The entire duration of an early episode of the series is spent opening and closing the story of two isolated characters. Their tranquil existence is only peripherally relevant to Joel and Ellie’s journey and yet that episode holds a tragic and beautiful philosophy of life that recontextualises the entire series because it really has nothing at all to do with sensational zombie battles or apocalyptic science fiction. It’s about love and the trauma we experience when desperation forces us to be distrustful of others; the clash between our social nature as a species and the overwhelming instinct to survive. 

Writers Craig Mazin and Neil Druckmann don’t exaggerate the obvious link between the post-apocalyptic show and the real stress we share living in the aftermath of a pandemic, but the panic and mistrust and misinformation about what authorities and medical professionals to heed certainly feels familiar. 

The stress is perfectly balanced with dynamic cinematography. In the first episode, directed by Mazin, Joel and his loved ones drive frantically through the streets, trying to escape the furiously spreading outbreak. The scene is filmed from inside the truck so that you lurch back and forth with every jerking turn to avoid burning cars and screaming pedestrians – a more literal example of how Mazin and Druckmann do everything in their power to position you as an agent inside this fictional world rather than a voyeuristic observer.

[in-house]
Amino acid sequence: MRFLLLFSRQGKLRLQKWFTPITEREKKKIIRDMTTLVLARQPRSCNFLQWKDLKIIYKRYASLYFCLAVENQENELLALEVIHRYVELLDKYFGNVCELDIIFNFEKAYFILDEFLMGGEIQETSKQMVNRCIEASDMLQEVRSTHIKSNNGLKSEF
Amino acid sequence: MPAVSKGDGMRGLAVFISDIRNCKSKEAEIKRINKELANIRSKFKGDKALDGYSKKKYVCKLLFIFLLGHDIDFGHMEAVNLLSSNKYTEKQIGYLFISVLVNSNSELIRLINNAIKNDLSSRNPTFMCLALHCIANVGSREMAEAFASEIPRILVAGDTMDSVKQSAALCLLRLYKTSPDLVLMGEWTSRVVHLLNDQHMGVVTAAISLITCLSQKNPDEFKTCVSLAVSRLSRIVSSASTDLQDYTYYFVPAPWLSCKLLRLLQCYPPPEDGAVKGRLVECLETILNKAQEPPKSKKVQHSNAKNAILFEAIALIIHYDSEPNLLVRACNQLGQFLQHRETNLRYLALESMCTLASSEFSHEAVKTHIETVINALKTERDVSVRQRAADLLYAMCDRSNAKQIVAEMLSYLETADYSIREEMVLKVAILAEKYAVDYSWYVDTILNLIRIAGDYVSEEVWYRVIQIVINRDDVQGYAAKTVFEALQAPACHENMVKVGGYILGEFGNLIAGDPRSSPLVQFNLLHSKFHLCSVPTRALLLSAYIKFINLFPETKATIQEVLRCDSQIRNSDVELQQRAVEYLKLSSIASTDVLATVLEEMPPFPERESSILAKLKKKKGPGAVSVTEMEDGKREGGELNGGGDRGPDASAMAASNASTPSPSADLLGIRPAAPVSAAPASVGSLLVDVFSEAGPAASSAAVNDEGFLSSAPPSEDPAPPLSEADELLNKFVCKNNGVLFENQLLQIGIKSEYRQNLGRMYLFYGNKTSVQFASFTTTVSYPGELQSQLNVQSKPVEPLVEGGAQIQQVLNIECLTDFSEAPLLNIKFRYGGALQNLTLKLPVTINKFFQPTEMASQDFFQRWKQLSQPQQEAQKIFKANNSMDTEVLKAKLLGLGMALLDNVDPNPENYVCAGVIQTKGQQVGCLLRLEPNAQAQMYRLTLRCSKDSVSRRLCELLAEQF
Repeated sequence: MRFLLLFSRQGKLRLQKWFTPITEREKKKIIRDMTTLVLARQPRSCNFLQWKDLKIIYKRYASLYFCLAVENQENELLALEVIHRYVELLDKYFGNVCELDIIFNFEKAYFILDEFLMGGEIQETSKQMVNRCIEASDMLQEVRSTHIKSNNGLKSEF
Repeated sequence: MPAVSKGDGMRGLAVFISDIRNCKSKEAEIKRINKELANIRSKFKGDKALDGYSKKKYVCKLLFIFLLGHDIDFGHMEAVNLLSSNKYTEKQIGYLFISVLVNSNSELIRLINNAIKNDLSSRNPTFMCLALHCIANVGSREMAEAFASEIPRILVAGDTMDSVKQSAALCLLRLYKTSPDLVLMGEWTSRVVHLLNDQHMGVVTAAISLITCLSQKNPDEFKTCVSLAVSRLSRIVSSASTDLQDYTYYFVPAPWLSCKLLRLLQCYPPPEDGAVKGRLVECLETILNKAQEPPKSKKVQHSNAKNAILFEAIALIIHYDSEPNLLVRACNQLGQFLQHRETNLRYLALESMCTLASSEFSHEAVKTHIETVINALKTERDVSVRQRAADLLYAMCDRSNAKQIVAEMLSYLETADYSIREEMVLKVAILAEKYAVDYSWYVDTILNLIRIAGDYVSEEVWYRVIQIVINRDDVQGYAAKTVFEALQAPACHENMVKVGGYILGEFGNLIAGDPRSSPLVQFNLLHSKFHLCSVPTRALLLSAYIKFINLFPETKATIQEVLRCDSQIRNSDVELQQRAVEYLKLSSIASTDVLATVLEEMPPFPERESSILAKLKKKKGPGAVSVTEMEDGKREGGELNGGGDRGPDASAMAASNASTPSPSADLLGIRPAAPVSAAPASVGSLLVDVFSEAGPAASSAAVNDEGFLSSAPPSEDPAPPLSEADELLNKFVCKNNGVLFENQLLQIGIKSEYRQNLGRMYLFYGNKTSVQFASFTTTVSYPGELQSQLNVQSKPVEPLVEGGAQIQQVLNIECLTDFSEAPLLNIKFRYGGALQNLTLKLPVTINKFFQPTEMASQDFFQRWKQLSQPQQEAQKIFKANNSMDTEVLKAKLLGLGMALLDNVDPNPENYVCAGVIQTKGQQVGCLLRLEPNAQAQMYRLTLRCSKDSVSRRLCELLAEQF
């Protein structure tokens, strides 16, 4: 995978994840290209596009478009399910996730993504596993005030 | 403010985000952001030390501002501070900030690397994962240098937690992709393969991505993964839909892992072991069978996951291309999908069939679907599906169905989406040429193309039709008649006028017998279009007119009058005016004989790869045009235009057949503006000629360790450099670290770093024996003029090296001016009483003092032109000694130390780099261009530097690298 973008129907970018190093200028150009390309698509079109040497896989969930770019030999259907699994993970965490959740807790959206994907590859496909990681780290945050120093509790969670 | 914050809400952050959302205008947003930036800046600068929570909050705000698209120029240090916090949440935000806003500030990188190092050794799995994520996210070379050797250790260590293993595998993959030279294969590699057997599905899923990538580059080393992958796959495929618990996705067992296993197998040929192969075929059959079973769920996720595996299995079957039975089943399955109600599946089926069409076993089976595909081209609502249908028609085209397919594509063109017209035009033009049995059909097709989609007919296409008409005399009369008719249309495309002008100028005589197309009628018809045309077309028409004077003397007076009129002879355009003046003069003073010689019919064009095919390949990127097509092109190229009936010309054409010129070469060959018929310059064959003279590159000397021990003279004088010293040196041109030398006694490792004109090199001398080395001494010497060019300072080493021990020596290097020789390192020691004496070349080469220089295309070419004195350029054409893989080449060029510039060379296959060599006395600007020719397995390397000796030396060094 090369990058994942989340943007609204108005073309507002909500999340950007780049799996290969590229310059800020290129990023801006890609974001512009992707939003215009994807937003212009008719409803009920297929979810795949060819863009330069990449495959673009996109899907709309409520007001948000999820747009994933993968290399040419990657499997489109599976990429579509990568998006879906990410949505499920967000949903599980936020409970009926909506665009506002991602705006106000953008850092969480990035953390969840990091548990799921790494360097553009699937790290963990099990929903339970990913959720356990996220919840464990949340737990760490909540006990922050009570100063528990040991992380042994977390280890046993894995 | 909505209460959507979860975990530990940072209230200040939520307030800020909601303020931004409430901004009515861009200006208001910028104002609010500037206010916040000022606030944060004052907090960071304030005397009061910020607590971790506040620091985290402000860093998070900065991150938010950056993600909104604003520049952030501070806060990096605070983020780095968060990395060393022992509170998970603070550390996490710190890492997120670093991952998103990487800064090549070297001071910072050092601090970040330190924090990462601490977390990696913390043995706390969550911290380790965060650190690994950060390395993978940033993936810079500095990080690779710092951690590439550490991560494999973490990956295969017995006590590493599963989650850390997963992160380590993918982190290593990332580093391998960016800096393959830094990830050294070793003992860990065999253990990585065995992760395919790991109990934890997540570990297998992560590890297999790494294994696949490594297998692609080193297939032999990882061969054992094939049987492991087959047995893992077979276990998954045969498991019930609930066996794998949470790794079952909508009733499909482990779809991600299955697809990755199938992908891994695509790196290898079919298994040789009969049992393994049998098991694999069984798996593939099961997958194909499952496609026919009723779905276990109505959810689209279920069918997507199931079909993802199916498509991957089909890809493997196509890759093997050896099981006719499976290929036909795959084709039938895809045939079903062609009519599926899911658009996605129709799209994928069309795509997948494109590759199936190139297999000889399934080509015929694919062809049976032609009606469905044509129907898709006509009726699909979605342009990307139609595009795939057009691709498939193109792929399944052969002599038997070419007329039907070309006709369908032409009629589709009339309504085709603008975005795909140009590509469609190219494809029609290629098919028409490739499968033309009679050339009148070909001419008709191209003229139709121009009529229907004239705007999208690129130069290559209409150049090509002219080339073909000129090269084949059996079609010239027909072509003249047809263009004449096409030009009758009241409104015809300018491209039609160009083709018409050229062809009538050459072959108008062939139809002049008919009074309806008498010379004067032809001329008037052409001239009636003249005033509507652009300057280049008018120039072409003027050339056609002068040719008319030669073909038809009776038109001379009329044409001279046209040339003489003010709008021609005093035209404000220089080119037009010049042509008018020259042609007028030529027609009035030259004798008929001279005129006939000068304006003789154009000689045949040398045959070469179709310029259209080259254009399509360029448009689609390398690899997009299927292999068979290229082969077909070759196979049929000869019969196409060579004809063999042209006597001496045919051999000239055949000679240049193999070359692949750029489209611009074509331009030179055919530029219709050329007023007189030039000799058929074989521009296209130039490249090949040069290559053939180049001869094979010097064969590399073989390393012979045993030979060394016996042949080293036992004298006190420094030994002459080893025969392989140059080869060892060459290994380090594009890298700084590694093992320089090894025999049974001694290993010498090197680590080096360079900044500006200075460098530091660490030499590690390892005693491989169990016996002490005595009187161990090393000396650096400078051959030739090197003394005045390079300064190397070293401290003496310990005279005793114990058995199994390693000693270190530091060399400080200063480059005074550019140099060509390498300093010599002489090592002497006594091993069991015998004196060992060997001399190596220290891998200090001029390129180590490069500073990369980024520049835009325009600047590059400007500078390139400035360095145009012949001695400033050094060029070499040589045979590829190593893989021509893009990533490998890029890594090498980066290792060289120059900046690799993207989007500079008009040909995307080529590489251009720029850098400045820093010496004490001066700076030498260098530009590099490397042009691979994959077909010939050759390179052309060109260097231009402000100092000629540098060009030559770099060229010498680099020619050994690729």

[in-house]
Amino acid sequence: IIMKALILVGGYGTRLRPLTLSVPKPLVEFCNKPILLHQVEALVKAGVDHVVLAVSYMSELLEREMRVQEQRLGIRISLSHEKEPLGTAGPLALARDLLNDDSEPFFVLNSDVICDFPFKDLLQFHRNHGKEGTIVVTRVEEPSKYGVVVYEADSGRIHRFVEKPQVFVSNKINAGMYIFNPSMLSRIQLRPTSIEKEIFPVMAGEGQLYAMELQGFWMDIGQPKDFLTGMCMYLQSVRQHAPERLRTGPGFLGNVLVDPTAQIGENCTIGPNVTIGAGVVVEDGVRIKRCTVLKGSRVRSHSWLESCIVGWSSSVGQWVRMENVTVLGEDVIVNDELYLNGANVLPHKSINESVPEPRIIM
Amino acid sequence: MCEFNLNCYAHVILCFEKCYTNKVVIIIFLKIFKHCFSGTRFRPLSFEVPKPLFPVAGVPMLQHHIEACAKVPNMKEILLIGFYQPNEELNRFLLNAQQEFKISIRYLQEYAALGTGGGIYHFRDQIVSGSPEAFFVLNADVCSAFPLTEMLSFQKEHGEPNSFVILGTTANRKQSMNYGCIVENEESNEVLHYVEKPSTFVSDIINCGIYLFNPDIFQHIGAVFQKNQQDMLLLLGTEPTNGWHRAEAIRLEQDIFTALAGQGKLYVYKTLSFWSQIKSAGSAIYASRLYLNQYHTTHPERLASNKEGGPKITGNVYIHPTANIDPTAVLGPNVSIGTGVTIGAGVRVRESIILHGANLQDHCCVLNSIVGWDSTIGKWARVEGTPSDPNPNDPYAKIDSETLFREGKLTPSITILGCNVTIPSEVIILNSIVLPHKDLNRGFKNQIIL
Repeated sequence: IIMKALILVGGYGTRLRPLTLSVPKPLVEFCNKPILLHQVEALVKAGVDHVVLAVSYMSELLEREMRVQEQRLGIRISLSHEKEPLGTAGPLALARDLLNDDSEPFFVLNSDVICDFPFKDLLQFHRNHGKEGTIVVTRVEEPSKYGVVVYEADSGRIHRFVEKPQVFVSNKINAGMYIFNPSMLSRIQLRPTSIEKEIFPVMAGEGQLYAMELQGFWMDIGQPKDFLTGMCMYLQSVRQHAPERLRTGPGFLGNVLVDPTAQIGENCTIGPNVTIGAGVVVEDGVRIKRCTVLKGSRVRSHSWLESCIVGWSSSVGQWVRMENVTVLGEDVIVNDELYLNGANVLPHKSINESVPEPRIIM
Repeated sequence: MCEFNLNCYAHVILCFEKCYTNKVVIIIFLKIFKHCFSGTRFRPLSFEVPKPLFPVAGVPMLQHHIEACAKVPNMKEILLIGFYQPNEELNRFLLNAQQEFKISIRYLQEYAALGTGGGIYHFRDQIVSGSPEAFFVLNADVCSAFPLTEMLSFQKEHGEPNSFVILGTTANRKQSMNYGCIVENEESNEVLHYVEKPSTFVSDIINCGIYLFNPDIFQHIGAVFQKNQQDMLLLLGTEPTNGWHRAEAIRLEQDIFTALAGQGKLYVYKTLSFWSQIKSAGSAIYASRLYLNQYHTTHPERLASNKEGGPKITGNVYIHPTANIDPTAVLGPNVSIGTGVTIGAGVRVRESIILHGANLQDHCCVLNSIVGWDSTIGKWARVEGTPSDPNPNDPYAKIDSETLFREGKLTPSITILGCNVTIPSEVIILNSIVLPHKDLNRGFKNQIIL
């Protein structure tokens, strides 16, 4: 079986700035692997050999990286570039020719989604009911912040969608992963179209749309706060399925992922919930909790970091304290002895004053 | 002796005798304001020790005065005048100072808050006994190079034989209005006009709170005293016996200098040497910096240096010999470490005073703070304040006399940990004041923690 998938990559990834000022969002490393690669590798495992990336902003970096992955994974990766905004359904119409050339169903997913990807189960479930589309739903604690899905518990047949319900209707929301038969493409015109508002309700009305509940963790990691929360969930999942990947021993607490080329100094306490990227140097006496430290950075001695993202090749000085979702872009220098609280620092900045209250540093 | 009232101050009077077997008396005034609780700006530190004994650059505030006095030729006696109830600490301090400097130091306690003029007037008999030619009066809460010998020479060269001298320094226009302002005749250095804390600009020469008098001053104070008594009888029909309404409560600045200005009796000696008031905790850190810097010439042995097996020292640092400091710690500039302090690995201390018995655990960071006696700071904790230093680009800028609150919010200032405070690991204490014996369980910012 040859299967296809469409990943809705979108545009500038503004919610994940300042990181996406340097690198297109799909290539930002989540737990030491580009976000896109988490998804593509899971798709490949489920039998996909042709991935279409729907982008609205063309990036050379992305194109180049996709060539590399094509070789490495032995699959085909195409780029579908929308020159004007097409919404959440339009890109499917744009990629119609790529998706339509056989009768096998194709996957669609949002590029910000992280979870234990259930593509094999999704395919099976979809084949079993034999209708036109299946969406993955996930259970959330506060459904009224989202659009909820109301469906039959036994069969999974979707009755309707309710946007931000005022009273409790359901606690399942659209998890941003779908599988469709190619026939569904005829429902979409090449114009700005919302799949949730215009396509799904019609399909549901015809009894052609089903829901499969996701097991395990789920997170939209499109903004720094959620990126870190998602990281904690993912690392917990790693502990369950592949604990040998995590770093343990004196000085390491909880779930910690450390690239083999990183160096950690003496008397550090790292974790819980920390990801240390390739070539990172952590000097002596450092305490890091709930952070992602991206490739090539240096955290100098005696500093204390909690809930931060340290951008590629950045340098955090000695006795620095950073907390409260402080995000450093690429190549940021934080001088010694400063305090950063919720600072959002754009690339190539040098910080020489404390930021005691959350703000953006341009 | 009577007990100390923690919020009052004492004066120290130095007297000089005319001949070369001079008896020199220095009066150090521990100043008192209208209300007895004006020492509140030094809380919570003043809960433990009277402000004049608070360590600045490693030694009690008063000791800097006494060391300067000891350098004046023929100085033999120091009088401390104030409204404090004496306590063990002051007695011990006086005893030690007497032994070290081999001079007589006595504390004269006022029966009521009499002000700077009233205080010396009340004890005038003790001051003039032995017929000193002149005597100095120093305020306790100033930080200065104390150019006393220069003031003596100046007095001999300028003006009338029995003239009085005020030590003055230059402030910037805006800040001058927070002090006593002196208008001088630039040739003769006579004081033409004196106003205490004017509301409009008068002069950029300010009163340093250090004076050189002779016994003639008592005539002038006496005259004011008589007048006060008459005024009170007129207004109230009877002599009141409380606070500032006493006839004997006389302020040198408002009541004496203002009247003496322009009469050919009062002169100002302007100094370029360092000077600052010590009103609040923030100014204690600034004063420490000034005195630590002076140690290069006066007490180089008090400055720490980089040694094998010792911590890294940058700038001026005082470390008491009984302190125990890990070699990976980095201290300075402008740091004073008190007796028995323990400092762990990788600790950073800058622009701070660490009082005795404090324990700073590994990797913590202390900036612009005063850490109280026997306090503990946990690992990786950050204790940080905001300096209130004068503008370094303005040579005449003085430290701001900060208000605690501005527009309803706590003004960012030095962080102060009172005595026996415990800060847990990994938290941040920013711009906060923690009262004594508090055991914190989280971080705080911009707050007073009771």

Stylistically, The Last of Us does a lot to break away from the trapping of its parent genres. Between the detail and sensitivity of its writing and the electricity of its excellent cast (particularly that of Pascal as our compassionate antihero and Ramsey as a sarcastic source of vibrancy in the darkness) it will have you hooked after one sitting. 

A scene from 'The Last of Us'. Image: HBO / Supplied Image: HBO / Supplied

A scene from ‘The Last of Us’. Image: HBO / Supplied Image: HBO / Supplied

A scene from 'The Last of Us'. Image: HBO / Supplied Image: HBO / Supplied

A scene from ‘The Last of Us’. Image: HBO / Supplied Image: HBO / Supplied

Viewer warnings:

The series is less graphic and disturbing than audiences have become accustomed to within the genre, but probably a bad pick for squeamish viewers. With a peppering of violence, nudity, swearing and some pretty dark themes, it’s not ideal for children either. DM/ML

The Last of Us is available in South Africa on Showmax. You can contact We’re Watching via [email protected]

In case you missed it, also read Keep an eye out – movie awards, Valentine’s romcoms, dark comedies and more coming this month